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Fat in an Expectant Mother's Diet May Shape Baby's Gut Microbiome

To equip an unborn baby with a healthy gut microbiome, new research suggests that mama might want to pass on the fries.
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(Photo: yourdon/Flickr)

(Photo: yourdon/Flickr)

To fully judge the health of an infant, you would need to peer deep inside its tubby little belly. A naturally balanced ecosystem of gut microbes could help the child avoid a life of chronic gastroenteric diseases and obesity—perhaps even reduce its risks of developing asthma, anxiety, and allergies.

And when it comes to equipping a developing fetus with a healthy gut microbiome, scientists are discovering that a lean maternal diet could be key.

We wrote last week about new research that revealed similarities between placental and oral microbiomes, which scientists suspect may have something to do with early feeding of unborn babies. Several of the scientists behind that Science Translational Medicine paper contributed to another study, published recently in Nature Communications, that uncovered links between the fat content of expectant and lactating monkey mothers' diets and the gut microbiomes of their young.

When it comes to equipping a developing fetus with a healthy gut microbiome, scientists are discovering that a lean maternal diet could be key.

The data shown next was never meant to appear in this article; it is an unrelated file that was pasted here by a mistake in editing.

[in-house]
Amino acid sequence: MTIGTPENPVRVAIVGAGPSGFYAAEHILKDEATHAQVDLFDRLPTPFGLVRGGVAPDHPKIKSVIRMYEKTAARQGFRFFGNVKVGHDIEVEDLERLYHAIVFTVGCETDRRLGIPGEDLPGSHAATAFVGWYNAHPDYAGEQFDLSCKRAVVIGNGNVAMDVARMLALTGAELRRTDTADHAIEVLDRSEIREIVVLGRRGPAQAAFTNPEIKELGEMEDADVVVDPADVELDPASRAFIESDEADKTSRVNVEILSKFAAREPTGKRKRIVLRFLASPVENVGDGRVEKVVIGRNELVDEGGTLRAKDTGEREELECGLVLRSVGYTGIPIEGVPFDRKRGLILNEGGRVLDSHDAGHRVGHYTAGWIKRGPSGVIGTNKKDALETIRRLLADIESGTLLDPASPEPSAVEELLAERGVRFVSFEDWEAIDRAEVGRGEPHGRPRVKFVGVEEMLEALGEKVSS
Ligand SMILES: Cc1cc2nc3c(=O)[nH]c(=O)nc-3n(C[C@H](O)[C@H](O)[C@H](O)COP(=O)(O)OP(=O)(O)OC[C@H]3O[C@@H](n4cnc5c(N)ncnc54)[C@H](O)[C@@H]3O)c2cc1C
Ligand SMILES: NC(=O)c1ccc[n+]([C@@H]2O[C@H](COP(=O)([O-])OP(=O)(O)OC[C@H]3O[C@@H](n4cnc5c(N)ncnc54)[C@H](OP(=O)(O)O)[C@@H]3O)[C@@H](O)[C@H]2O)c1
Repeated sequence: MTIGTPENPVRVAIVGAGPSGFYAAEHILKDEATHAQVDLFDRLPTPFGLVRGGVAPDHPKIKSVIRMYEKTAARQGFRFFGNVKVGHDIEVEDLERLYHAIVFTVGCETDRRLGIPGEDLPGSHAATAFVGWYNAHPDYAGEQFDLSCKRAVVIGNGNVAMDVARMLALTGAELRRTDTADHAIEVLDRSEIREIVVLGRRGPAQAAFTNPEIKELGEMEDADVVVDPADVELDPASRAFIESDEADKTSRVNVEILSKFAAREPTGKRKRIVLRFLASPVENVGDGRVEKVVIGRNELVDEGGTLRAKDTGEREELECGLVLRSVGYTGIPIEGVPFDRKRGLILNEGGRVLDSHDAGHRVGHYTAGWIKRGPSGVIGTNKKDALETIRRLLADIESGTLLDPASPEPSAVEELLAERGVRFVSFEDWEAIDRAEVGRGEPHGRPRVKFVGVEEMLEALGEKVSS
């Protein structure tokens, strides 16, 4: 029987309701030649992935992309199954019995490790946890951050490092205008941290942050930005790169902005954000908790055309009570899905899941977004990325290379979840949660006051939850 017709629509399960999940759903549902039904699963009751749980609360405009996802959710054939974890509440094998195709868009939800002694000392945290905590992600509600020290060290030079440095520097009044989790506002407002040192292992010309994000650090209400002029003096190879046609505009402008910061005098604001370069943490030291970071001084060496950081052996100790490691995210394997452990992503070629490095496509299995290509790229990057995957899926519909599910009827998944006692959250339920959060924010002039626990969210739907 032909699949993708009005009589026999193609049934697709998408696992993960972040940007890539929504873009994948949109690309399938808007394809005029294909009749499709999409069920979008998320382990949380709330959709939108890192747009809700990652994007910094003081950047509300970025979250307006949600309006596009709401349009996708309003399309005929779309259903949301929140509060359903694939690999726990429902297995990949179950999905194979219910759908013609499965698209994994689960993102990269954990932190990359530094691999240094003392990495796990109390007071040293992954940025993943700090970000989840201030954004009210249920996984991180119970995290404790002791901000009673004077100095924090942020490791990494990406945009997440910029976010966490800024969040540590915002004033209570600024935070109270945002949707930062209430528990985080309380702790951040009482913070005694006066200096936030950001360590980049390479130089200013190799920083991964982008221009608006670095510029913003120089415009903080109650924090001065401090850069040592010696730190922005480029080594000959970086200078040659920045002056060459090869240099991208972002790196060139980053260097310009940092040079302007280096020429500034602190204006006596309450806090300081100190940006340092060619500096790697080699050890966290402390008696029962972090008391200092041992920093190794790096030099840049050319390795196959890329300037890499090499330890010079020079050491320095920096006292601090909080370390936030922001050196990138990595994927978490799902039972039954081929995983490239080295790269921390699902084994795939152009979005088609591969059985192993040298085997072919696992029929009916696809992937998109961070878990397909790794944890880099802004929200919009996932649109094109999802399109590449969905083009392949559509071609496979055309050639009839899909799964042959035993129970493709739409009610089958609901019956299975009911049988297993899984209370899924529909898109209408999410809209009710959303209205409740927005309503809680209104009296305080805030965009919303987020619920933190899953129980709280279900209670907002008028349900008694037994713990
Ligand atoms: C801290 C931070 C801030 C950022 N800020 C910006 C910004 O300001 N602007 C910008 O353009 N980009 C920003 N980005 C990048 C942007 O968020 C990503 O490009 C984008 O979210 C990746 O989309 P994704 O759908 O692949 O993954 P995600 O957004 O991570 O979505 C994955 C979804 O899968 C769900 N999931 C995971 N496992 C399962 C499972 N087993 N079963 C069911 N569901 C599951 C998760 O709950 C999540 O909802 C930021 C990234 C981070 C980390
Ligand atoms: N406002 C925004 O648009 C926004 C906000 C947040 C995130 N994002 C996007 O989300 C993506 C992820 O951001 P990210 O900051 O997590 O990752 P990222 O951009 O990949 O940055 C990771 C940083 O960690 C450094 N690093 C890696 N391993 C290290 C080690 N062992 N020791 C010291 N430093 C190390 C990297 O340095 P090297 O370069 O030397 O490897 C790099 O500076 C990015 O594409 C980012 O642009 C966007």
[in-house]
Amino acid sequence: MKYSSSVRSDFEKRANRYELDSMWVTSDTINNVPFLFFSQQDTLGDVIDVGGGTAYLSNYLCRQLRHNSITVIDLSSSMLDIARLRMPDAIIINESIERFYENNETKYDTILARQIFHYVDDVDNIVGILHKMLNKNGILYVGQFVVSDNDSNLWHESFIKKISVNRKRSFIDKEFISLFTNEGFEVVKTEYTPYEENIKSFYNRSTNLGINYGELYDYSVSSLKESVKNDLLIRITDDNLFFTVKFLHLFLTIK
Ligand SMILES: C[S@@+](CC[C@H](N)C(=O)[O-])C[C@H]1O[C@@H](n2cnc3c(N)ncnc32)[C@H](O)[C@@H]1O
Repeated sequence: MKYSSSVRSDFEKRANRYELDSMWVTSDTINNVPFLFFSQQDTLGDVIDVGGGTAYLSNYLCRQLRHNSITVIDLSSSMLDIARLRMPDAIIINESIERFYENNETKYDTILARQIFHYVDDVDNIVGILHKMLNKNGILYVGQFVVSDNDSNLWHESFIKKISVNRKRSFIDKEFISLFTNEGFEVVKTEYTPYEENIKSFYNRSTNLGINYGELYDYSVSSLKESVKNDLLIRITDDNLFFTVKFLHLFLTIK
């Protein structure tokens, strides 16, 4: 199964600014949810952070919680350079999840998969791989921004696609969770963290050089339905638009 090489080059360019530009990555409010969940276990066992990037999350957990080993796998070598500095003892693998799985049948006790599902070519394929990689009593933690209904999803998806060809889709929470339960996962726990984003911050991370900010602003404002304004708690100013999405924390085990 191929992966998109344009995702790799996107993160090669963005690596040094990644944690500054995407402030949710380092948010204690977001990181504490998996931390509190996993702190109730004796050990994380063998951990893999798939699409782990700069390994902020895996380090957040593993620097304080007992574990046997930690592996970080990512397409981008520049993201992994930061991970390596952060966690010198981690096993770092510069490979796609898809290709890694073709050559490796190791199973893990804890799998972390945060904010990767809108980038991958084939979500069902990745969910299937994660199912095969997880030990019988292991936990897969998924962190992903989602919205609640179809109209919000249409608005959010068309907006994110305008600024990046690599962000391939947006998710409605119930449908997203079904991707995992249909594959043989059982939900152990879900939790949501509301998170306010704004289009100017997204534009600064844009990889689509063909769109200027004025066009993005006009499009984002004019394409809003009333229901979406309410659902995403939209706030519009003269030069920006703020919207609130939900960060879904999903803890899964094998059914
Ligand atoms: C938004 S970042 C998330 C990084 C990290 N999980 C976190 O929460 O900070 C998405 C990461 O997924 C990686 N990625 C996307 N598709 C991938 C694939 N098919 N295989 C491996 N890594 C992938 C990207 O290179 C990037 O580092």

Obesity isn't just linked to diet. There are close links between obesity and gut microbial ecosystems, and between diet and gut microbes. More than 90 percent of the human gut microbiome is made up of two phyla of bacteria—Bacteroidetes and Firmicutes. The stomachs of obese individuals tend to harbor more Firmicutes and less Bacteroidetes than do others. Switching to a lean diet helps boost Bacteroidetes levels while also shedding pounds. And in rodents, transplanting gut bacteria from obese to lean animals has been shown to cause the once-lean rodents to quickly gain weight.

The researchers were interested to know whether the BMI or diet of a mother had a more profound effect on the gut microbiome of her young. So they fed pregnant and lactating Japanese macaques diets that contained 36 percent fat—typical of calorie-dense Western human diets. They fed others on diets containing more natural fat levels of 13 percent. Some of the baby monkeys were fed the same diets as their mothers; others were weaned onto the alternative. Some of the mother monkeys were obese before the experiments began; others were not.

The scientists discovered that limiting fat intake during pregnancy had a profound and positive effect on the gut microbiomes of the mother and her young. It was actually far more important for fostering healthy gut microbiomes than whether or not the mother was obese.

Because of similarities between Japanese macaque and human microbiomes, the scientists think the findings have ramifications for human health.

"Based upon the data, we show that it doesn’t matter whether [animal mothers] are lean or obese," says Kjersti Aagaard, an associate professor at the Baylor College of Medicine.

The most unhealthy microbial imbalances were found in young that were weaned on high-fat diets after developing in the wombs of mothers fed on high-fat diets. Switching to a lean diet during weaning helped correct the imbalance, but not entirely.